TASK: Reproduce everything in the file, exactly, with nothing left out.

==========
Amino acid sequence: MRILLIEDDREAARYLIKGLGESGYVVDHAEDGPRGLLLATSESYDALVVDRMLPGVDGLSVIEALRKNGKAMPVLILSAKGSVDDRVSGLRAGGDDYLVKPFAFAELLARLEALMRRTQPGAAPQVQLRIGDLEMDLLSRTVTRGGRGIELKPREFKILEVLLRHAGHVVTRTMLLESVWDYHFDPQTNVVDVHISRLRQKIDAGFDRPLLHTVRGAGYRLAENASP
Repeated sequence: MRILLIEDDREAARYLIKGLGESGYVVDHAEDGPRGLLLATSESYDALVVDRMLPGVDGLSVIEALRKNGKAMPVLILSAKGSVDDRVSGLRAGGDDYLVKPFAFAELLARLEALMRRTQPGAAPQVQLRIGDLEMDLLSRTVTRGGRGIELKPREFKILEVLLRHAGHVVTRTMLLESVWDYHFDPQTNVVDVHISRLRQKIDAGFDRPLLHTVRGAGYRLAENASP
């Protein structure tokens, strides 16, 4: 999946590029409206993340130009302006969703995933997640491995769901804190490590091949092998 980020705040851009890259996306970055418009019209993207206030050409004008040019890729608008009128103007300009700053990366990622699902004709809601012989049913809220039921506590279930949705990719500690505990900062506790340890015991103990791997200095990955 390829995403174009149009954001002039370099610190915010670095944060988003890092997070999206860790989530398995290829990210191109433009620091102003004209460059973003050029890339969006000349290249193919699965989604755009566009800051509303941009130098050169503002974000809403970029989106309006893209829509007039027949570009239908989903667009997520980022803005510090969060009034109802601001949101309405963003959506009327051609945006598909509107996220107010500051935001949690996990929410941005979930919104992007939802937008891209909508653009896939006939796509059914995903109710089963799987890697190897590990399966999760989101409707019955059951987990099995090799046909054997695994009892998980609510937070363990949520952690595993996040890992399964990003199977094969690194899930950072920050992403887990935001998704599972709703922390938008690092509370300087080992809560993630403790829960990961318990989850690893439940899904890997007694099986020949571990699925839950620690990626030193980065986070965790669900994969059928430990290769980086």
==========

Amino acid sequence: MRILLIEDDREAARYLIKGLGESGYVVDHAEDGPRGLLLATSESYDALVVDRMLPGVDGLSVIEALRKNGKAMPVLILSAKGSVDDRVSGLRAGGDDYLVKPFAFAELLARLEALMRRTQPGAAPQVQLRIGDLEMDLLSRTVTRGGRGIELKPREFKILEVLLRHAGHVVTRTMLLESVWDYHFDPQTNVVDVHISRLRQKIDAGFDRPLLHTVRGAGYRLAENASP
Repeated sequence: MRILLIEDDREAARYLIKGLGESGYVVDHAEDGPRGLLLATSESYDALVVDRMLPGVDGLSVIEALRKNGKAMPVLILSAKGSVDDRVSGLRAGGDDYLVKPFAFAELLARLEALMRRTQPGAAPQVQLRIGDLEMDLLSRTVTRGGRGIELKPREFKILEVLLRHAGHVVTRTMLLESVWDYHFDPQTNVVDVHISRLRQKIDAGFDRPLLHTVRGAGYRLAENASP
């Protein structure tokens, strides 16, 4: 999946590029409206993340130009302006969703995933997640491995769901804190490590091949092998 980020705040851009890259996306970055418009019209993207206030050409004008040019890729608008009128103007300009700053990366990622699902004709809601012989049913809220039921506590279930949705990719500690505990900062506790340890015991103990791997200095990955 390829995403174009149009954001002039370099610190915010670095944060988003890092997070999206860790989530398995290829990210191109433009620091102003004209460059973003050029890339969006000349290249193919699965989604755009566009800051509303941009130098050169503002974000809403970029989106309006893209829509007039027949570009239908989903667009997520980022803005510090969060009034109802601001949101309405963003959506009327051609945006598909509107996220107010500051935001949690996990929410941005979930919104992007939802937008891209909508653009896939006939796509059914995903109710089963799987890697190897590990399966999760989101409707019955059951987990099995090799046909054997695994009892998980609510937070363990949520952690595993996040890992399964990003199977094969690194899930950072920050992403887990935001998704599972709703922390938008690092509370300087080992809560993630403790829960990961318990989850690893439940899904890997007694099986020949571990699925839950620690990626030193980065986070965790669900994969059928430990290769980086």